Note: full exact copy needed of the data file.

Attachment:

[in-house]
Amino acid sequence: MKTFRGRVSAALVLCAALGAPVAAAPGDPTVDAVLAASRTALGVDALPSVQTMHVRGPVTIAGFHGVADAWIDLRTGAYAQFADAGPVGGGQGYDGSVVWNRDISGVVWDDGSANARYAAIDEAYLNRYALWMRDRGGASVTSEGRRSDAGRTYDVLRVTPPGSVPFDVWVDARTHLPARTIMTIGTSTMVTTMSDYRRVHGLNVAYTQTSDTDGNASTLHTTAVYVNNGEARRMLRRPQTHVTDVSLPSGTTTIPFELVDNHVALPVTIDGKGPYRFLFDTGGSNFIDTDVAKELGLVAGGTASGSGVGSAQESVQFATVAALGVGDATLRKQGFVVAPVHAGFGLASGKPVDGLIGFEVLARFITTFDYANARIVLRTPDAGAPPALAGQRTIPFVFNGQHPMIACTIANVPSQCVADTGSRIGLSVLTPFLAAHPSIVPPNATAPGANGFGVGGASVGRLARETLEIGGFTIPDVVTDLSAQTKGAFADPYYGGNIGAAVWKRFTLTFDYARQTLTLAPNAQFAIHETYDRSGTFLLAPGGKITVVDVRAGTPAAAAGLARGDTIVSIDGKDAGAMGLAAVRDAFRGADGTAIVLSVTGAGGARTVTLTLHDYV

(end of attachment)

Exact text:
[in-house]
Amino acid sequence: MKTFRGRVSAALVLCAALGAPVAAAPGDPTVDAVLAASRTALGVDALPSVQTMHVRGPVTIAGFHGVADAWIDLRTGAYAQFADAGPVGGGQGYDGSVVWNRDISGVVWDDGSANARYAAIDEAYLNRYALWMRDRGGASVTSEGRRSDAGRTYDVLRVTPPGSVPFDVWVDARTHLPARTIMTIGTSTMVTTMSDYRRVHGLNVAYTQTSDTDGNASTLHTTAVYVNNGEARRMLRRPQTHVTDVSLPSGTTTIPFELVDNHVALPVTIDGKGPYRFLFDTGGSNFIDTDVAKELGLVAGGTASGSGVGSAQESVQFATVAALGVGDATLRKQGFVVAPVHAGFGLASGKPVDGLIGFEVLARFITTFDYANARIVLRTPDAGAPPALAGQRTIPFVFNGQHPMIACTIANVPSQCVADTGSRIGLSVLTPFLAAHPSIVPPNATAPGANGFGVGGASVGRLARETLEIGGFTIPDVVTDLSAQTKGAFADPYYGGNIGAAVWKRFTLTFDYARQTLTLAPNAQFAIHETYDRSGTFLLAPGGKITVVDVRAGTPAAAAGLARGDTIVSIDGKDAGAMGLAAVRDAFRGADGTAIVLSVTGAGGARTVTLTLHDYV